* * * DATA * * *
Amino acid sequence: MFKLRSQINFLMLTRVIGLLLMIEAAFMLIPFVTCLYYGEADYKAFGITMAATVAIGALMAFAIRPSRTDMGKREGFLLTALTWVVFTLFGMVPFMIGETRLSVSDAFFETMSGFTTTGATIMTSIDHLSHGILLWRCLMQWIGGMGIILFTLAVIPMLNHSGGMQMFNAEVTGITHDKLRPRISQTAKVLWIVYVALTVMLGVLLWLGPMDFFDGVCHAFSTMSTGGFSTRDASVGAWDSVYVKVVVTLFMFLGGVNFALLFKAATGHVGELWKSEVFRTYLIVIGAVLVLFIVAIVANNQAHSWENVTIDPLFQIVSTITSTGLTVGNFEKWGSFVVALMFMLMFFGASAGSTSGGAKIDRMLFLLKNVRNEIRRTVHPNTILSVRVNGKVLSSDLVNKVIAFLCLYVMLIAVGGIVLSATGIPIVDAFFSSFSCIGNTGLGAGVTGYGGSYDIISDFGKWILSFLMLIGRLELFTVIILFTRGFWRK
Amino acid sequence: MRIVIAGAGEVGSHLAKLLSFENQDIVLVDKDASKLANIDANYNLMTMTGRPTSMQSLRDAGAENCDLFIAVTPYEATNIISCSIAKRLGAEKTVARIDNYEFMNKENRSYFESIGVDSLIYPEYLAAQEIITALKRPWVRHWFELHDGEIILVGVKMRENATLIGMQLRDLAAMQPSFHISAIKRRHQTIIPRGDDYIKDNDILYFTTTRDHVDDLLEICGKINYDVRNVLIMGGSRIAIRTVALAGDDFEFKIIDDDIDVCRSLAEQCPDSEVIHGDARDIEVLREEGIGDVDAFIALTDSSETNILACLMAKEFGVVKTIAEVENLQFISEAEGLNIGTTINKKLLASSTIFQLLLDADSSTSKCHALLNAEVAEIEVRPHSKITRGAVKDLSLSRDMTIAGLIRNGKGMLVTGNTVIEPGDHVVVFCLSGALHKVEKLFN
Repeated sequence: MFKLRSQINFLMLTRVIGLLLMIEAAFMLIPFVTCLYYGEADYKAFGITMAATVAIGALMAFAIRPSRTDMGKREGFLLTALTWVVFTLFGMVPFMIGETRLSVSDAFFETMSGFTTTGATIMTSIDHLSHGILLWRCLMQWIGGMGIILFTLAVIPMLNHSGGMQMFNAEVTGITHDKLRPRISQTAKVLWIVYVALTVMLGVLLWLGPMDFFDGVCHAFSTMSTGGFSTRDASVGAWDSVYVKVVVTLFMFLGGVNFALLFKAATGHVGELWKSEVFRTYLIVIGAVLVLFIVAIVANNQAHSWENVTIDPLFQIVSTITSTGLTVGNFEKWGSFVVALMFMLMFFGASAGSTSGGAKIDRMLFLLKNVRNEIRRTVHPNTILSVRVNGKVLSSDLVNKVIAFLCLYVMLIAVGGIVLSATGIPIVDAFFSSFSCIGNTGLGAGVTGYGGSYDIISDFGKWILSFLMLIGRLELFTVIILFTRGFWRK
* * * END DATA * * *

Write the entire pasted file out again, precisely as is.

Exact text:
Amino acid sequence: MFKLRSQINFLMLTRVIGLLLMIEAAFMLIPFVTCLYYGEADYKAFGITMAATVAIGALMAFAIRPSRTDMGKREGFLLTALTWVVFTLFGMVPFMIGETRLSVSDAFFETMSGFTTTGATIMTSIDHLSHGILLWRCLMQWIGGMGIILFTLAVIPMLNHSGGMQMFNAEVTGITHDKLRPRISQTAKVLWIVYVALTVMLGVLLWLGPMDFFDGVCHAFSTMSTGGFSTRDASVGAWDSVYVKVVVTLFMFLGGVNFALLFKAATGHVGELWKSEVFRTYLIVIGAVLVLFIVAIVANNQAHSWENVTIDPLFQIVSTITSTGLTVGNFEKWGSFVVALMFMLMFFGASAGSTSGGAKIDRMLFLLKNVRNEIRRTVHPNTILSVRVNGKVLSSDLVNKVIAFLCLYVMLIAVGGIVLSATGIPIVDAFFSSFSCIGNTGLGAGVTGYGGSYDIISDFGKWILSFLMLIGRLELFTVIILFTRGFWRK
Amino acid sequence: MRIVIAGAGEVGSHLAKLLSFENQDIVLVDKDASKLANIDANYNLMTMTGRPTSMQSLRDAGAENCDLFIAVTPYEATNIISCSIAKRLGAEKTVARIDNYEFMNKENRSYFESIGVDSLIYPEYLAAQEIITALKRPWVRHWFELHDGEIILVGVKMRENATLIGMQLRDLAAMQPSFHISAIKRRHQTIIPRGDDYIKDNDILYFTTTRDHVDDLLEICGKINYDVRNVLIMGGSRIAIRTVALAGDDFEFKIIDDDIDVCRSLAEQCPDSEVIHGDARDIEVLREEGIGDVDAFIALTDSSETNILACLMAKEFGVVKTIAEVENLQFISEAEGLNIGTTINKKLLASSTIFQLLLDADSSTSKCHALLNAEVAEIEVRPHSKITRGAVKDLSLSRDMTIAGLIRNGKGMLVTGNTVIEPGDHVVVFCLSGALHKVEKLFN
Repeated sequence: MFKLRSQINFLMLTRVIGLLLMIEAAFMLIPFVTCLYYGEADYKAFGITMAATVAIGALMAFAIRPSRTDMGKREGFLLTALTWVVFTLFGMVPFMIGETRLSVSDAFFETMSGFTTTGATIMTSIDHLSHGILLWRCLMQWIGGMGIILFTLAVIPMLNHSGGMQMFNAEVTGITHDKLRPRISQTAKVLWIVYVALTVMLGVLLWLGPMDFFDGVCHAFSTMSTGGFSTRDASVGAWDSVYVKVVVTLFMFLGGVNFALLFKAATGHVGELWKSEVFRTYLIVIGAVLVLFIVAIVANNQAHSWENVTIDPLFQIVSTITSTGLTVGNFEKWGSFVVALMFMLMFFGASAGSTSGGAKIDRMLFLLKNVRNEIRRTVHPNTILSVRVNGKVLSSDLVNKVIAFLCLYVMLIAVGGIVLSATGIPIVDAFFSSFSCIGNTGLGAGVTGYGGSYDIISDFGKWILSFLMLIGRLELFTVIILFTRGFWRK